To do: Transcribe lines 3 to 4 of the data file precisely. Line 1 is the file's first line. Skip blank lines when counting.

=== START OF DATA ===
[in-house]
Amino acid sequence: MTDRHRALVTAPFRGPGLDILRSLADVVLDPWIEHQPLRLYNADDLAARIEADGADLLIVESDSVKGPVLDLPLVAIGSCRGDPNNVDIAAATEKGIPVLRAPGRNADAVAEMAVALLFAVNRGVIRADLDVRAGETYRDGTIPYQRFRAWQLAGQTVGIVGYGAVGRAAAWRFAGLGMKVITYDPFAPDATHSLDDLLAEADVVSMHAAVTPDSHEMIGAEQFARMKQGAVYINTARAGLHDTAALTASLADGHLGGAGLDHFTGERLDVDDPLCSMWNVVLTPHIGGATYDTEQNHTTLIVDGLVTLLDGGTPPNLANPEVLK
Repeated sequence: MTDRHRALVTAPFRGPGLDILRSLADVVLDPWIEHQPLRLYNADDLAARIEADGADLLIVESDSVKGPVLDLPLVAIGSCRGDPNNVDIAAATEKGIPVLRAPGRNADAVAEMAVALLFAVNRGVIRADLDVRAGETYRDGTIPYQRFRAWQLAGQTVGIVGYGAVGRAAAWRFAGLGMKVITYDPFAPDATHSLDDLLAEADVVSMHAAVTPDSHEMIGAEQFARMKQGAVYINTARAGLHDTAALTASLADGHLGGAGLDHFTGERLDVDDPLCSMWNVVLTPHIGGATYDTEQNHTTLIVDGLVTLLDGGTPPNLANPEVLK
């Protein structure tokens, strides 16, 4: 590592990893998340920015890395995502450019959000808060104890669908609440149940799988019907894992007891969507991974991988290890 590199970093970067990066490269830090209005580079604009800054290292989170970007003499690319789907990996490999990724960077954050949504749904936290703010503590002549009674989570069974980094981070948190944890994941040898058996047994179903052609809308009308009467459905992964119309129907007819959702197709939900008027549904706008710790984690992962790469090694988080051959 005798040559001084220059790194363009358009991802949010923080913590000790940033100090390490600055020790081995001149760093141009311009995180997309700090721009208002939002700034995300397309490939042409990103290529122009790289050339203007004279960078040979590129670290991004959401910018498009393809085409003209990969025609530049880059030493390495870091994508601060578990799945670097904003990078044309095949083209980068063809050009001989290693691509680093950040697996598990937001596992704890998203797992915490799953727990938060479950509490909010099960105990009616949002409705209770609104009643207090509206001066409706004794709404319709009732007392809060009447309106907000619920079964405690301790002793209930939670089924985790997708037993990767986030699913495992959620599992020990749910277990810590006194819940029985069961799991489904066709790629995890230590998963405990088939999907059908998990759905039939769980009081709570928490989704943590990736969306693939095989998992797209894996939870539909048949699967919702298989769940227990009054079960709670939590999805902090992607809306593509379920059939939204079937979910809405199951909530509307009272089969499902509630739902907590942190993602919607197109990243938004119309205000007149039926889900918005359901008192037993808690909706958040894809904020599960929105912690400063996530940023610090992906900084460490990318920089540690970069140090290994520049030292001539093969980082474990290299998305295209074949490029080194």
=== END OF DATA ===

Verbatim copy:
Repeated sequence: MTDRHRALVTAPFRGPGLDILRSLADVVLDPWIEHQPLRLYNADDLAARIEADGADLLIVESDSVKGPVLDLPLVAIGSCRGDPNNVDIAAATEKGIPVLRAPGRNADAVAEMAVALLFAVNRGVIRADLDVRAGETYRDGTIPYQRFRAWQLAGQTVGIVGYGAVGRAAAWRFAGLGMKVITYDPFAPDATHSLDDLLAEADVVSMHAAVTPDSHEMIGAEQFARMKQGAVYINTARAGLHDTAALTASLADGHLGGAGLDHFTGERLDVDDPLCSMWNVVLTPHIGGATYDTEQNHTTLIVDGLVTLLDGGTPPNLANPEVLK
């Protein structure tokens, strides 16, 4: 590592990893998340920015890395995502450019959000808060104890669908609440149940799988019907894992007891969507991974991988290890 590199970093970067990066490269830090209005580079604009800054290292989170970007003499690319789907990996490999990724960077954050949504749904936290703010503590002549009674989570069974980094981070948190944890994941040898058996047994179903052609809308009308009467459905992964119309129907007819959702197709939900008027549904706008710790984690992962790469090694988080051959 005798040559001084220059790194363009358009991802949010923080913590000790940033100090390490600055020790081995001149760093141009311009995180997309700090721009208002939002700034995300397309490939042409990103290529122009790289050339203007004279960078040979590129670290991004959401910018498009393809085409003209990969025609530049880059030493390495870091994508601060578990799945670097904003990078044309095949083209980068063809050009001989290693691509680093950040697996598990937001596992704890998203797992915490799953727990938060479950509490909010099960105990009616949002409705209770609104009643207090509206001066409706004794709404319709009732007392809060009447309106907000619920079964405690301790002793209930939670089924985790997708037993990767986030699913495992959620599992020990749910277990810590006194819940029985069961799991489904066709790629995890230590998963405990088939999907059908998990759905039939769980009081709570928490989704943590990736969306693939095989998992797209894996939870539909048949699967919702298989769940227990009054079960709670939590999805902090992607809306593509379920059939939204079937979910809405199951909530509307009272089969499902509630739902907590942190993602919607197109990243938004119309205000007149039926889900918005359901008192037993808690909706958040894809904020599960929105912690400063996530940023610090992906900084460490990318920089540690970069140090290994520049030292001539093969980082474990290299998305295209074949490029080194």